It is hoped that a good deal of the millions of tonnes of waste plastic we produce could go to use. It’s predicted that by 2050, we’ll be producing as much as 12 million tonnes of plastic waste every year.

JLR is no stranger to implementing recycled plastics in its cars. The Range Rover Velar and Evoque use a material that combines a wool blend with a suede cloth. Each car uses 53 recycled plastic bottles.

“Plastics are vital to car manufacturing and have proven benefits during their use phase, however, plastic waste remains a major global challenge,” said Chris Brown, senior sustainability manager at Jaguar Land Rover

Jaguar wants recycle more in its cars

“Solving this issue requires innovation and joined-up thinking between regulators, manufacturers and suppliers.

“At Jaguar Land Rover, we are proactively increasing recycled content in our products, removing single-use plastics across our operations and reducing excess waste across the product lifecycle.

New Land Rover Defender is first up the Goodwood FOS hill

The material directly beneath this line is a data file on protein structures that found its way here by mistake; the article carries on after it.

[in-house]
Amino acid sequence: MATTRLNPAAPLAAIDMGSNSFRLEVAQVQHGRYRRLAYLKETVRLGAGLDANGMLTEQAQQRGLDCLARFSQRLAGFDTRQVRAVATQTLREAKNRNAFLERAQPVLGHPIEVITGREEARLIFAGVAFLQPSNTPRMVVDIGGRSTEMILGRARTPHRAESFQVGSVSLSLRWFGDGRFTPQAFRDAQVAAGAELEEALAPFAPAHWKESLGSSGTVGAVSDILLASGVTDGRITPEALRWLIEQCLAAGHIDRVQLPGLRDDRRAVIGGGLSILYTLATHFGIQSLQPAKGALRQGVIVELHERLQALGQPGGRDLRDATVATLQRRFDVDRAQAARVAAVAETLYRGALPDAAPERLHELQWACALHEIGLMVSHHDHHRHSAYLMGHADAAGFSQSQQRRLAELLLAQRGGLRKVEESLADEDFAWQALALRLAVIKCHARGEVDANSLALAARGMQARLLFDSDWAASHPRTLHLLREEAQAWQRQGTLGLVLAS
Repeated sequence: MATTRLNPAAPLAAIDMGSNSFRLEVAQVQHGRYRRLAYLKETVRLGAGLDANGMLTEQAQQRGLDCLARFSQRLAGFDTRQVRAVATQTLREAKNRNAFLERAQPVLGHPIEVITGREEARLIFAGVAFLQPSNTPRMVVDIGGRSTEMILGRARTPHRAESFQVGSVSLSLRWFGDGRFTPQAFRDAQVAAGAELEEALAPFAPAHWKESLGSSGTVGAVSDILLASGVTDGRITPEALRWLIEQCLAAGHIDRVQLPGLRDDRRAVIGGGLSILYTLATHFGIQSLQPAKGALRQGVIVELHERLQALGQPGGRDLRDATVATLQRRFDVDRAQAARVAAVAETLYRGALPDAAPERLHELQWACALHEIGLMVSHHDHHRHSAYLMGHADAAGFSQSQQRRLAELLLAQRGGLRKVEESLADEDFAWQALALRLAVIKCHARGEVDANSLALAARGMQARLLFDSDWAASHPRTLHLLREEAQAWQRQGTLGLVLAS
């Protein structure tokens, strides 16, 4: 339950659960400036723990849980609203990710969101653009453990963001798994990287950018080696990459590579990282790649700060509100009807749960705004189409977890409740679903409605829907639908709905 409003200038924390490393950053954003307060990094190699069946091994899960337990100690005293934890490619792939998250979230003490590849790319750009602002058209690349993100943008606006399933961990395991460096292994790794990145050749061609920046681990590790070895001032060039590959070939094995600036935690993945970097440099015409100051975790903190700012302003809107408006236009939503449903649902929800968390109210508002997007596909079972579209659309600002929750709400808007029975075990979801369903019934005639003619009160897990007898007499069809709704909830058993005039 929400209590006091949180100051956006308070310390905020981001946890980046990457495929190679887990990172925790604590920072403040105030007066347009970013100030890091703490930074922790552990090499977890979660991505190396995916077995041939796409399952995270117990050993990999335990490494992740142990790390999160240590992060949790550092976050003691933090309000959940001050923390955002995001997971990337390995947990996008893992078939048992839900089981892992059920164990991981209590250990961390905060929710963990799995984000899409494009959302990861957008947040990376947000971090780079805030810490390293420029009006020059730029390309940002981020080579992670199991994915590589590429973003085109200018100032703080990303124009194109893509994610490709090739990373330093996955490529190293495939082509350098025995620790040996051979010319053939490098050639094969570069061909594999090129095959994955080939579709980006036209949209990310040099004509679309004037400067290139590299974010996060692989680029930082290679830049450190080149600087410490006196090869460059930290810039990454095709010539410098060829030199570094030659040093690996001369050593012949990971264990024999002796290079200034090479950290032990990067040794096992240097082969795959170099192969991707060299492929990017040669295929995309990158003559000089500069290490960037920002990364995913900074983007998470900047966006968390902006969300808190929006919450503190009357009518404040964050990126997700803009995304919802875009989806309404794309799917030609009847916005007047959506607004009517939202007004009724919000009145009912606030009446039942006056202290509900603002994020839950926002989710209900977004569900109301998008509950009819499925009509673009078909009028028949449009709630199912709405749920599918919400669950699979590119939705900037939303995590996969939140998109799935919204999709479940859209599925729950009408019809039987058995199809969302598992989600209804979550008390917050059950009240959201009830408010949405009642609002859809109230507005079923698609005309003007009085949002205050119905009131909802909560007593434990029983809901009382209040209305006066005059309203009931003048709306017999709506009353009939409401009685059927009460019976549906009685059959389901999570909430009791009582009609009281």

Land Rover Defender opens Goodwood FOS

The Duke of Richmond, the man behind the Goodwood Festival of Speed, opened this year’s event in style – at the wheel of a disguised new Land Rover Defender. He was first to drive up the famous Goodwood hill.

The Duke must also be one of the first people outside Land Rover itself to drive the Defender. And although it was effectively camouflaged, there’s no hiding that recognisable Land Rover silhouette.

Land Rover Defender opens Goodwood FOS

“The new Defender will redefine breadth of capability for the 21st century, combining unrivalled off-road ability with assured and engaging on-road dynamics. I am really excited to be putting it to the test on the hill,” said Land Rover chief engineer, Mike Cross.

You’ll able to see the Defender on the hillclimb at the Goodwood Festival of Speed every day over the course of the weekend. After today’s (Thursday’s) three runs, it will have a further five runs up the hill over the course of Friday, Saturday and Sunday.